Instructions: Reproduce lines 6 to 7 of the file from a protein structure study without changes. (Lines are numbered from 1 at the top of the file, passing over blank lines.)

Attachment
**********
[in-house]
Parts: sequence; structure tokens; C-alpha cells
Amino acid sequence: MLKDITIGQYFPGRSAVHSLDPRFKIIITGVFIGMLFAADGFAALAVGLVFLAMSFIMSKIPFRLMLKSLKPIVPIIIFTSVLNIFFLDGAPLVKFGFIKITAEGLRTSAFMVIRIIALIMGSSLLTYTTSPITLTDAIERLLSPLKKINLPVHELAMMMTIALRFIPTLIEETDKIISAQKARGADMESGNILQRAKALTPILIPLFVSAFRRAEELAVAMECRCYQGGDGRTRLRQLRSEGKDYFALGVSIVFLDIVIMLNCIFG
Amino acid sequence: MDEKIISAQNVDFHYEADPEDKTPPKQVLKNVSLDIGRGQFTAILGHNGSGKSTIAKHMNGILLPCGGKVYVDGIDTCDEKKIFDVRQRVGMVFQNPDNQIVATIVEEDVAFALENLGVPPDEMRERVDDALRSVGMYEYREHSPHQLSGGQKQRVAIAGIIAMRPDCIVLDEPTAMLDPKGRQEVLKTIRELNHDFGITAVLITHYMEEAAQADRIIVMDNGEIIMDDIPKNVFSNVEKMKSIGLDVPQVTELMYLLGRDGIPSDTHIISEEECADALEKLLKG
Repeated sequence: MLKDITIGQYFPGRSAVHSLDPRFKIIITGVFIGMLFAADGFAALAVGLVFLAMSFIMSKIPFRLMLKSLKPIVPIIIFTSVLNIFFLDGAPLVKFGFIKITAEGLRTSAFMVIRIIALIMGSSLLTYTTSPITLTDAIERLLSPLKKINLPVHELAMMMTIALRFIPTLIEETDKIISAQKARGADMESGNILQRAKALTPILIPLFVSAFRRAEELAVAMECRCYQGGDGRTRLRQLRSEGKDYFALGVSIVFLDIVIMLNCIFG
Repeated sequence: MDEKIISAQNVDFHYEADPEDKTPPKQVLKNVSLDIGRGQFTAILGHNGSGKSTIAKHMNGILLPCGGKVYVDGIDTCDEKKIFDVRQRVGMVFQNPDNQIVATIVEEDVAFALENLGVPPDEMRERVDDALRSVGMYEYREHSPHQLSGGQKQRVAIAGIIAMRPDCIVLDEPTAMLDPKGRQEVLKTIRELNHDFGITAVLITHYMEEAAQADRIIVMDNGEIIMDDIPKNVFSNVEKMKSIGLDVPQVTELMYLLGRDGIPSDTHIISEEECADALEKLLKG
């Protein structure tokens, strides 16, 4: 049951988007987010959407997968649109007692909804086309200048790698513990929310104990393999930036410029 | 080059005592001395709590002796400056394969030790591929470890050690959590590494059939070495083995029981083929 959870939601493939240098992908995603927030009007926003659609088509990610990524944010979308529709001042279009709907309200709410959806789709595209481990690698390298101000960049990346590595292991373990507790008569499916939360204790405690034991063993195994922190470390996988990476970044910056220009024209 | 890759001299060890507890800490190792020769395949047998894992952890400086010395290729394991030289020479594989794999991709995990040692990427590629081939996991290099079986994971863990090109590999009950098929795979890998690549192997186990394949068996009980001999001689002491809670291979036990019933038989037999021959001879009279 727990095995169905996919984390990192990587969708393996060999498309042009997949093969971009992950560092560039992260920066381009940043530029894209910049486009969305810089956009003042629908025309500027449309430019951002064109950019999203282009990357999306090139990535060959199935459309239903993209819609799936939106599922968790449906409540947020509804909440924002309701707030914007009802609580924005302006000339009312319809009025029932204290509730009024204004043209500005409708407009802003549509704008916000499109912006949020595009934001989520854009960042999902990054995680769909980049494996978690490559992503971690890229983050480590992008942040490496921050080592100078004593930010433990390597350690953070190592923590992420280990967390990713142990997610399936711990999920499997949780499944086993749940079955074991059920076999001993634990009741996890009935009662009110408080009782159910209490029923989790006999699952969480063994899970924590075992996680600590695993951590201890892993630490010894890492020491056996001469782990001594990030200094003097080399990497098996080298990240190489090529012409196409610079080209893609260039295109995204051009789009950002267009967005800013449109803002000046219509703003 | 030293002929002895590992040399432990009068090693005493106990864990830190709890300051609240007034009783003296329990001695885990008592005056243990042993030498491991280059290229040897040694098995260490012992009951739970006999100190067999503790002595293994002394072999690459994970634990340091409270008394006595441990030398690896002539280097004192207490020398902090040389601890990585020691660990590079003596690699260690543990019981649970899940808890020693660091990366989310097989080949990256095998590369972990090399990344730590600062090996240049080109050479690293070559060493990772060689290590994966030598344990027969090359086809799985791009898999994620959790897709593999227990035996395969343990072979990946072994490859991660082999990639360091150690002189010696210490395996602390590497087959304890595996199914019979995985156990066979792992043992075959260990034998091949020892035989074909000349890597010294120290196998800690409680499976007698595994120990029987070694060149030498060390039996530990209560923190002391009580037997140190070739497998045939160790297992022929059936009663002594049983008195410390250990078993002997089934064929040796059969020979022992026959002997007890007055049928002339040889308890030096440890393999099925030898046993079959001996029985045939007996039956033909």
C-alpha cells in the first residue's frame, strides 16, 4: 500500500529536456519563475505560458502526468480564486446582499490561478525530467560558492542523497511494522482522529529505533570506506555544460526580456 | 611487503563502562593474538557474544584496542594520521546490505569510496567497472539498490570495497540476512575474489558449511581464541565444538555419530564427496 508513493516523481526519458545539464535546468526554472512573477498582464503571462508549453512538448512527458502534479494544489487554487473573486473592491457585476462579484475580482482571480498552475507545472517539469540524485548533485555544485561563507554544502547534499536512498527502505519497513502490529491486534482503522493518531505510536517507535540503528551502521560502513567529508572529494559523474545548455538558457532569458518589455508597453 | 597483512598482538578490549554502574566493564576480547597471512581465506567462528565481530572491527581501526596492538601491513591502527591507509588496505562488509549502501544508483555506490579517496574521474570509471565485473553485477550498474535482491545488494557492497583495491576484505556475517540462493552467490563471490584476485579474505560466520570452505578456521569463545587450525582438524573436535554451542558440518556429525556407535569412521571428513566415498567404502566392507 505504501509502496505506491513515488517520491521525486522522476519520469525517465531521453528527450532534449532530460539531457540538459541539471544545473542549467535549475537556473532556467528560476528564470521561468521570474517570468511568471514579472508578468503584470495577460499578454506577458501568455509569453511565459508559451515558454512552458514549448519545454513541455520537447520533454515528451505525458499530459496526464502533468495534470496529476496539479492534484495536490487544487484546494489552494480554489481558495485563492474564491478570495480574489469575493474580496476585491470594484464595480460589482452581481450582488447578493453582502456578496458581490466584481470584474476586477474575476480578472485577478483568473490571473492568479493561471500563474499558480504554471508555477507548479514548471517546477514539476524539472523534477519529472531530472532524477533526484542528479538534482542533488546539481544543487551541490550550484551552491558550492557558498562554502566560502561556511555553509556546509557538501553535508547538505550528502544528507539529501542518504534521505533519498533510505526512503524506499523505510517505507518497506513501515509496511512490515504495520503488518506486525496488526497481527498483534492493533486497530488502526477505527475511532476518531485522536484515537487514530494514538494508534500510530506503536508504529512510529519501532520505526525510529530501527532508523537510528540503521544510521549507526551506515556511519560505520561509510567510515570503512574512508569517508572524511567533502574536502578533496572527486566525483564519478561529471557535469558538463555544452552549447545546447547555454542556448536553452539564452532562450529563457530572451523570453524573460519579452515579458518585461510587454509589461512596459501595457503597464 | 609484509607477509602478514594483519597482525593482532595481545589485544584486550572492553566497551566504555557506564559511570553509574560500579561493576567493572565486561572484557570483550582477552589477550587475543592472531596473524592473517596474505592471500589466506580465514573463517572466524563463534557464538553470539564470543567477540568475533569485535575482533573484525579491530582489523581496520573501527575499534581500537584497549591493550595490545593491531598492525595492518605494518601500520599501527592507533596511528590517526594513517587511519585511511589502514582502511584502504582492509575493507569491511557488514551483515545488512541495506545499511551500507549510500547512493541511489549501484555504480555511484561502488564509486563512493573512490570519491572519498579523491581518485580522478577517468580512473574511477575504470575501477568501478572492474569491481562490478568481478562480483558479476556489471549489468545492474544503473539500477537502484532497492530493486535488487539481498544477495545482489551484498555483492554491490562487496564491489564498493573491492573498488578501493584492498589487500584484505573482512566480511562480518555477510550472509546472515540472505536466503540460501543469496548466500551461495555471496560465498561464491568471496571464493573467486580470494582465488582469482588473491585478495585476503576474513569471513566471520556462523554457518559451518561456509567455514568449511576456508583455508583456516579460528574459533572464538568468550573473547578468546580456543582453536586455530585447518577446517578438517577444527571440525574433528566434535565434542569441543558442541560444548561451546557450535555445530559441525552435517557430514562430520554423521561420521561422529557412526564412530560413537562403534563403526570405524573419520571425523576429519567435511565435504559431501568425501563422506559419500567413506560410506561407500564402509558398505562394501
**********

Repeated sequence: MDEKIISAQNVDFHYEADPEDKTPPKQVLKNVSLDIGRGQFTAILGHNGSGKSTIAKHMNGILLPCGGKVYVDGIDTCDEKKIFDVRQRVGMVFQNPDNQIVATIVEEDVAFALENLGVPPDEMRERVDDALRSVGMYEYREHSPHQLSGGQKQRVAIAGIIAMRPDCIVLDEPTAMLDPKGRQEVLKTIRELNHDFGITAVLITHYMEEAAQADRIIVMDNGEIIMDDIPKNVFSNVEKMKSIGLDVPQVTELMYLLGRDGIPSDTHIISEEECADALEKLLKG
């Protein structure tokens, strides 16, 4: 049951988007987010959407997968649109007692909804086309200048790698513990929310104990393999930036410029 | 080059005592001395709590002796400056394969030790591929470890050690959590590494059939070495083995029981083929 959870939601493939240098992908995603927030009007926003659609088509990610990524944010979308529709001042279009709907309200709410959806789709595209481990690698390298101000960049990346590595292991373990507790008569499916939360204790405690034991063993195994922190470390996988990476970044910056220009024209 | 890759001299060890507890800490190792020769395949047998894992952890400086010395290729394991030289020479594989794999991709995990040692990427590629081939996991290099079986994971863990090109590999009950098929795979890998690549192997186990394949068996009980001999001689002491809670291979036990019933038989037999021959001879009279 727990095995169905996919984390990192990587969708393996060999498309042009997949093969971009992950560092560039992260920066381009940043530029894209910049486009969305810089956009003042629908025309500027449309430019951002064109950019999203282009990357999306090139990535060959199935459309239903993209819609799936939106599922968790449906409540947020509804909440924002309701707030914007009802609580924005302006000339009312319809009025029932204290509730009024204004043209500005409708407009802003549509704008916000499109912006949020595009934001989520854009960042999902990054995680769909980049494996978690490559992503971690890229983050480590992008942040490496921050080592100078004593930010433990390597350690953070190592923590992420280990967390990713142990997610399936711990999920499997949780499944086993749940079955074991059920076999001993634990009741996890009935009662009110408080009782159910209490029923989790006999699952969480063994899970924590075992996680600590695993951590201890892993630490010894890492020491056996001469782990001594990030200094003097080399990497098996080298990240190489090529012409196409610079080209893609260039295109995204051009789009950002267009967005800013449109803002000046219509703003 | 030293002929002895590992040399432990009068090693005493106990864990830190709890300051609240007034009783003296329990001695885990008592005056243990042993030498491991280059290229040897040694098995260490012992009951739970006999100190067999503790002595293994002394072999690459994970634990340091409270008394006595441990030398690896002539280097004192207490020398902090040389601890990585020691660990590079003596690699260690543990019981649970899940808890020693660091990366989310097989080949990256095998590369972990090399990344730590600062090996240049080109050479690293070559060493990772060689290590994966030598344990027969090359086809799985791009898999994620959790897709593999227990035996395969343990072979990946072994490859991660082999990639360091150690002189010696210490395996602390590497087959304890595996199914019979995985156990066979792992043992075959260990034998091949020892035989074909000349890597010294120290196998800690409680499976007698595994120990029987070694060149030498060390039996530990209560923190002391009580037997140190070739497998045939160790297992022929059936009663002594049983008195410390250990078993002997089934064929040796059969020979022992026959002997007890007055049928002339040889308890030096440890393999099925030898046993079959001996029985045939007996039956033909």